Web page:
Become a member and get exclusive access to articles, live sessions and more!
Start Your Free Trial

Carlos Garnett: Moon Shadow

JazzTimes may earn a small commission if you buy something using one of the retail links in our articles. JazzTimes does not accept money for any editorial recommendations. Read more about our policy here. Thanks for supporting JazzTimes.

Anyone interested in where the Panamanian saxophonist Carlos Garnett has been headed in the last few years could jump up to speed pretty quickly with his rendition of “Giant Steps” from his latest recording, Moon Shadow: Garnett likes his bop Latinized and his band unobtrusive, and he gets it here. The band slows “Giant Steps”‘s famously rapid harmonic hurdles, substitutes Latin rhythm for hard-bop drive and adds bounce to the familiar melody via an augmented horn line. Then there’s Garnett’s tenor, coming straight out of mid-period Coltrane with impressive confidence and spark.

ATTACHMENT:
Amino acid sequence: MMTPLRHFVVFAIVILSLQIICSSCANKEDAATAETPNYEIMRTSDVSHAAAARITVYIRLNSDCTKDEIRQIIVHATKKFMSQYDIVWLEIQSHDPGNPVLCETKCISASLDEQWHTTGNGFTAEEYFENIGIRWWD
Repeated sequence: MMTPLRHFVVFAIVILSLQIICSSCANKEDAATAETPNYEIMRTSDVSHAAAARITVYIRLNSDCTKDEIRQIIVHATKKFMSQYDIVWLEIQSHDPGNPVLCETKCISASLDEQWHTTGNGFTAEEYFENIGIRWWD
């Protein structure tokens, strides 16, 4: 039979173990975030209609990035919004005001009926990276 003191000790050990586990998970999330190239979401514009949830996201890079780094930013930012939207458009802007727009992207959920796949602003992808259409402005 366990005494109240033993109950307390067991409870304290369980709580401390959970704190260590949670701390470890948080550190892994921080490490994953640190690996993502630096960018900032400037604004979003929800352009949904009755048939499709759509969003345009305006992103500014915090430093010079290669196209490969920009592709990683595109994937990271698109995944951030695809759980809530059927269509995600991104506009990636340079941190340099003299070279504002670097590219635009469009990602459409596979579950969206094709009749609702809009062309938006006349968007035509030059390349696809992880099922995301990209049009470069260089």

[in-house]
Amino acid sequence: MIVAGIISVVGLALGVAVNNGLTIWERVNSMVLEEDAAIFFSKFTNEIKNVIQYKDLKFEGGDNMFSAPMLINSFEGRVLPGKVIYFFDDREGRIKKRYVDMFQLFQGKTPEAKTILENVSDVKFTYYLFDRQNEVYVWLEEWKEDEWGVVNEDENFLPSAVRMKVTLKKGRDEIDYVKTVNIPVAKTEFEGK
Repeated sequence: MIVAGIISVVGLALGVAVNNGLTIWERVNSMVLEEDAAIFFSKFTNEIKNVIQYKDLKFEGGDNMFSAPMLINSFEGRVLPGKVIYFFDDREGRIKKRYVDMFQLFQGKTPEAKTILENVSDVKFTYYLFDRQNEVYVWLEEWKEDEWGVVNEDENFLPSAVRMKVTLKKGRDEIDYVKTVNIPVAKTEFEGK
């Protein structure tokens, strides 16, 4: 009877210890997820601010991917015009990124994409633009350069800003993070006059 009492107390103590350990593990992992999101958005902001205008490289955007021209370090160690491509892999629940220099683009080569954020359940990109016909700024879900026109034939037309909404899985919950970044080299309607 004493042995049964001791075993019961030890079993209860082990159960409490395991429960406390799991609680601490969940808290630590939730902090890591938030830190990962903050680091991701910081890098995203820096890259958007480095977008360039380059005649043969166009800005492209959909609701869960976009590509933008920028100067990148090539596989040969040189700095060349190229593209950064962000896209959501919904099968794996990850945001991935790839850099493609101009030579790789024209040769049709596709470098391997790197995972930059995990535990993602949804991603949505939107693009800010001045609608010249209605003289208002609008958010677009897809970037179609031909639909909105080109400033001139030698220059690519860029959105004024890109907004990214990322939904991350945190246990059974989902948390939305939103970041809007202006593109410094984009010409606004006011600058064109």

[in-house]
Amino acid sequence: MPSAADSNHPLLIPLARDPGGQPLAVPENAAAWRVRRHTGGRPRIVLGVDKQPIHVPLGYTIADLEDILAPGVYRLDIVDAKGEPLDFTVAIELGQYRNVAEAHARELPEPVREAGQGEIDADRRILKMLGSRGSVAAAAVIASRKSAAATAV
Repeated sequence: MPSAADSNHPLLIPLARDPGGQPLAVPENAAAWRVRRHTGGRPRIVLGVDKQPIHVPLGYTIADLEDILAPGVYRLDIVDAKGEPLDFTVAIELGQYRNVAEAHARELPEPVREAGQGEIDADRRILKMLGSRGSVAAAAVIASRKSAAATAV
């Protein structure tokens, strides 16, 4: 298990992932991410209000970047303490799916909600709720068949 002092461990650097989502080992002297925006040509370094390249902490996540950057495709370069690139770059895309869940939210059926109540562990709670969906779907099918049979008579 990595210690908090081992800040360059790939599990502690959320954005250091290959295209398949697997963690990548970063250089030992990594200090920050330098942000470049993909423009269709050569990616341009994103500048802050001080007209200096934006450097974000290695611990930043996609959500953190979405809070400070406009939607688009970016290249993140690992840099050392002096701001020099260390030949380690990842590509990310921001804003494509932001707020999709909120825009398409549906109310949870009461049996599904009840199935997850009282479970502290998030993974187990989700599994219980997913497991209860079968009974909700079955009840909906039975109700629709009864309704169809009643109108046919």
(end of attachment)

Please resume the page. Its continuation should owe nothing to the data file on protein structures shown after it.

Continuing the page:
Garnett’s take on “Giant Steps” encapsulates the rest of the album, which might also double as a mini-tribute to Coltrane, with tunes like “Softly As in a Morning Sunrise” and “My Favorite Things” next to originals bearing titles like “McCoy Next Block.” Drummer Shingo Okudaira, percussionist Neil Clarke and pianist Carlton Holmes have been with Garnett for a few albums now, and they continue to provide deferential, if occasionally pedestrian support for the tenorman. In the past, Garnett has used a trumpet as a foil, but here, trumpeter Derick Gardner shares the rotating role with tenor saxophonist Al Flythe and trombonist Robert Trowers. Each gets his chance in the spotlight, with Gardner sounding particularly strong on “Delilah.” But in the end, it’s Garnett who makes the album. As each solo progresses, his tenor builds in intensity and urgency without sacrificing his wizened old player’s economy of expression-an attractive mix that keeps drawing the ear back for more.